The Guna, at 60,000 members, represents the largest indigenous group in Panama and populate the 360 islands in the San Blas archipelago and the narrow strip on the Caribbean coast of Panama and Columbia. A traditionally matriarchic society women support the community by making and selling molas.
Geometric patterns have been used for body painting since ancient times. After the arrival of the Spanish and access to fabric the Guna transferred their motifs onto textiles creating the molas. Molas are hand-made, multi-layered cotton panels with complex designs achieved through applique, reverse-applique and embroidery. Las molas naga are panels with a protective power for the woman that wears them. They are characterized by abstract, geometrical designs inspired by nature. Molas can also be designed with figural representations and scenes of everyday life.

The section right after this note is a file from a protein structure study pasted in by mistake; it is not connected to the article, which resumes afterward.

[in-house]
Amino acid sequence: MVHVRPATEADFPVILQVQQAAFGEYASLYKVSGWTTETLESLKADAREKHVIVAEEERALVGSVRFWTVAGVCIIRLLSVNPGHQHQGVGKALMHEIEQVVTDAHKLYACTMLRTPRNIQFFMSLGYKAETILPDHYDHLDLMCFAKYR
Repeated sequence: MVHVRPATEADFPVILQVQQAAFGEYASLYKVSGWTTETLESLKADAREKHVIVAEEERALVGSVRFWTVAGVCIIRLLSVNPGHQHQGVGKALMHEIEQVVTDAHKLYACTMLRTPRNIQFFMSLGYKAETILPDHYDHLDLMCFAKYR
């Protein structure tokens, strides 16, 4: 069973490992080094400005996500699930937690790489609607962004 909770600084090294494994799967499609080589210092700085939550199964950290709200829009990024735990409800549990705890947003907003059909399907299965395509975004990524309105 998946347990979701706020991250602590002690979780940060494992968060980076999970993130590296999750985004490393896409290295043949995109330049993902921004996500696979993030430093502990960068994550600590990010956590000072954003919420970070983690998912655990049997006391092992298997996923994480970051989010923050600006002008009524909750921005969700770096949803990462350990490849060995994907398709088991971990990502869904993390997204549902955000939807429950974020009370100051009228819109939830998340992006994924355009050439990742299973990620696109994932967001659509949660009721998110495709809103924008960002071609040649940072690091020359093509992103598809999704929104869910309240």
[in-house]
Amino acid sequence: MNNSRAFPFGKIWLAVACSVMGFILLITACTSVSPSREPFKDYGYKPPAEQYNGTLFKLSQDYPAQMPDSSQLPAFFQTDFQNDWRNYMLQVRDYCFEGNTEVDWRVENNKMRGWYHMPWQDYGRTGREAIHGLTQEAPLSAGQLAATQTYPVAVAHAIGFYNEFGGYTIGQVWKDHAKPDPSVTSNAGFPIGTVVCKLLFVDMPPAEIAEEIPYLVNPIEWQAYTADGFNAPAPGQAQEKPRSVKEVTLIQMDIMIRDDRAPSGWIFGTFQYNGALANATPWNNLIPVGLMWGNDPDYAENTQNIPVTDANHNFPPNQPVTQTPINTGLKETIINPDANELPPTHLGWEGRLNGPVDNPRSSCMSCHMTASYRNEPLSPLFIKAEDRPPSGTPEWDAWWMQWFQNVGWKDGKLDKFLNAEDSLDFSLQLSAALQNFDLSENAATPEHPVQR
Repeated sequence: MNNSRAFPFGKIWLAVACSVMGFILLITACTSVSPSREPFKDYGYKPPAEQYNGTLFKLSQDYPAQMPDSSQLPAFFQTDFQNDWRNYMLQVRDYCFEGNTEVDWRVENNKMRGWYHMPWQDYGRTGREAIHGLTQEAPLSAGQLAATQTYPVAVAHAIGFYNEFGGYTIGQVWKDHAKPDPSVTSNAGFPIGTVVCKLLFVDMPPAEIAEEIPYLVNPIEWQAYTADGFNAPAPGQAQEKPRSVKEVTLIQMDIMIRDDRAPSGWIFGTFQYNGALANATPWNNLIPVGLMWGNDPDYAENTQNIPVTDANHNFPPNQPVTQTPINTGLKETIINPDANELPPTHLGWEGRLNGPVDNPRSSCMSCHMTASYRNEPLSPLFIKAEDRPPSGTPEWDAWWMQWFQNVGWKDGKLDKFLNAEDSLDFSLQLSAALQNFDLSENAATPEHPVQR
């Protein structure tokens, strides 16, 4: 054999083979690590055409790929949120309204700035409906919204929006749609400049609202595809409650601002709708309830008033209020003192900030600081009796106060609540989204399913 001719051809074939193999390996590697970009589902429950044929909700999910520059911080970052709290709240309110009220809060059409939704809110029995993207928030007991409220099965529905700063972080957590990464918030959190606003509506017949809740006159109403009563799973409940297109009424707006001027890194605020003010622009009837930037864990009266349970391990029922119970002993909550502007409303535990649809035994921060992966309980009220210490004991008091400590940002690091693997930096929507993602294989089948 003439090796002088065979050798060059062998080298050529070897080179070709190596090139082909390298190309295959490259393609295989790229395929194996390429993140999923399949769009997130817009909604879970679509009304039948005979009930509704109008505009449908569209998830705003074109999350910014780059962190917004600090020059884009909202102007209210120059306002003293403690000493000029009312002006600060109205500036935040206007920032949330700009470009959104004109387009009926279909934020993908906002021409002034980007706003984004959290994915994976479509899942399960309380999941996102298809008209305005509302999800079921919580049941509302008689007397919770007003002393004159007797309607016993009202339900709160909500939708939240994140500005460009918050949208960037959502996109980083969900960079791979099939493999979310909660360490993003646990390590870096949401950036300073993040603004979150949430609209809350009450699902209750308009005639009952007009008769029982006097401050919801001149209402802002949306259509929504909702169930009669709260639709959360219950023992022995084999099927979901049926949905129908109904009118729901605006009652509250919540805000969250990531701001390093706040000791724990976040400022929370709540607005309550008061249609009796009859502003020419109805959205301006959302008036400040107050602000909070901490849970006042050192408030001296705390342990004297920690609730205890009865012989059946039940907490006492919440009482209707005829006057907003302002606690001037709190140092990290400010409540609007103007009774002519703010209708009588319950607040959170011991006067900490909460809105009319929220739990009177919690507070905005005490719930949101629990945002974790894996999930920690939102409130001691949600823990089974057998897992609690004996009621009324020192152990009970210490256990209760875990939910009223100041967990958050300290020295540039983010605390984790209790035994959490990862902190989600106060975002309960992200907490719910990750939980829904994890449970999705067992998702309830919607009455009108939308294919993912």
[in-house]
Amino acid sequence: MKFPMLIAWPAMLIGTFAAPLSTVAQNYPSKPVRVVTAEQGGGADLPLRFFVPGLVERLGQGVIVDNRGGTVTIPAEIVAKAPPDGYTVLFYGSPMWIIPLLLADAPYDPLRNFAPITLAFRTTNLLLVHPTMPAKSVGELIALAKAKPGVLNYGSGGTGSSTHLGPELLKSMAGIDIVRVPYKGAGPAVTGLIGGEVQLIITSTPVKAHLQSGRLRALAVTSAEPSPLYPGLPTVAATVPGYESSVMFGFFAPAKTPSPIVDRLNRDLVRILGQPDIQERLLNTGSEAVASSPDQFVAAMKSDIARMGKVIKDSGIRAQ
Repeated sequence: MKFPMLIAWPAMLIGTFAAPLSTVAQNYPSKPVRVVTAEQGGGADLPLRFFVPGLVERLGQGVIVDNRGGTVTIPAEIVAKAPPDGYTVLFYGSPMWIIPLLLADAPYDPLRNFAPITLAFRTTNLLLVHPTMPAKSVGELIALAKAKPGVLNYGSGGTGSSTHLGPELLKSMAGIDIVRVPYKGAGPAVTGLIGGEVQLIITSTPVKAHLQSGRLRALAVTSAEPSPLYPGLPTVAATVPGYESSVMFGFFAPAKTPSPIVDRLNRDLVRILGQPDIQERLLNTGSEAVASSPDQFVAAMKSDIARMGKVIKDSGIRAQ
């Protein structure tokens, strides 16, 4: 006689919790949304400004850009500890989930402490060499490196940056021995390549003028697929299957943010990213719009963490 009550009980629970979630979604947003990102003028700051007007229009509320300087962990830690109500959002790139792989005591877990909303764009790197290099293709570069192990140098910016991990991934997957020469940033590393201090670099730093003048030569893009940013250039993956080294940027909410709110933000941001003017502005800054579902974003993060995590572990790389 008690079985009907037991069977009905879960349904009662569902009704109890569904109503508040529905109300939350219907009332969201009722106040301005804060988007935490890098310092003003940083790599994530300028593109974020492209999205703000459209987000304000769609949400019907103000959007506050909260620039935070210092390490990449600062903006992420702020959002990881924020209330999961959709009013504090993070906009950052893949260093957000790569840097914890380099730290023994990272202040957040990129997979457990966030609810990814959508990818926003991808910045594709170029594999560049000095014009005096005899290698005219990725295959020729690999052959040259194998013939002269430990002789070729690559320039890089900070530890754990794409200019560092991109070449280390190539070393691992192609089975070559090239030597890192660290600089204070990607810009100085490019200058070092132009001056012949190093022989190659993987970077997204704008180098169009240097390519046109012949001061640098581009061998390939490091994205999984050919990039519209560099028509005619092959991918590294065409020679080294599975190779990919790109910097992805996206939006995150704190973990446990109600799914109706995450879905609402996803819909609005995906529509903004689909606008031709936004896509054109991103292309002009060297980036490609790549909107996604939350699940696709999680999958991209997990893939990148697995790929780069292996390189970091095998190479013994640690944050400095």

While in Panama we visited Museo de la Mola which gave us a great perspective on the history, meaning and beauty of the molas.